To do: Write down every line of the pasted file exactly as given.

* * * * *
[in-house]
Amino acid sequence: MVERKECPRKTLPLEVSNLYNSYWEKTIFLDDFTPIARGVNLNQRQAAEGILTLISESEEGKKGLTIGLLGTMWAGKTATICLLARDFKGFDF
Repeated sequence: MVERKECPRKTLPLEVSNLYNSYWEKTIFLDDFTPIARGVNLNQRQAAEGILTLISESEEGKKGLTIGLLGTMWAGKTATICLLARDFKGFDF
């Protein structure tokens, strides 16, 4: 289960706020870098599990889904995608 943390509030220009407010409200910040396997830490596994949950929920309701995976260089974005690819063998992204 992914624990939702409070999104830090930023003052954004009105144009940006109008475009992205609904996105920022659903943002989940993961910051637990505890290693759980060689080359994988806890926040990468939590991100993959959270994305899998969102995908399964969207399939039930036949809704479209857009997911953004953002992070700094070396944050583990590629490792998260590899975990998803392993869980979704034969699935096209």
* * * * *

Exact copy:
[in-house]
Amino acid sequence: MVERKECPRKTLPLEVSNLYNSYWEKTIFLDDFTPIARGVNLNQRQAAEGILTLISESEEGKKGLTIGLLGTMWAGKTATICLLARDFKGFDF
Repeated sequence: MVERKECPRKTLPLEVSNLYNSYWEKTIFLDDFTPIARGVNLNQRQAAEGILTLISESEEGKKGLTIGLLGTMWAGKTATICLLARDFKGFDF
């Protein structure tokens, strides 16, 4: 289960706020870098599990889904995608 943390509030220009407010409200910040396997830490596994949950929920309701995976260089974005690819063998992204 992914624990939702409070999104830090930023003052954004009105144009940006109008475009992205609904996105920022659903943002989940993961910051637990505890290693759980060689080359994988806890926040990468939590991100993959959270994305899998969102995908399964969207399939039930036949809704479209857009997911953004953002992070700094070396944050583990590629490792998260590899975990998803392993869980979704034969699935096209």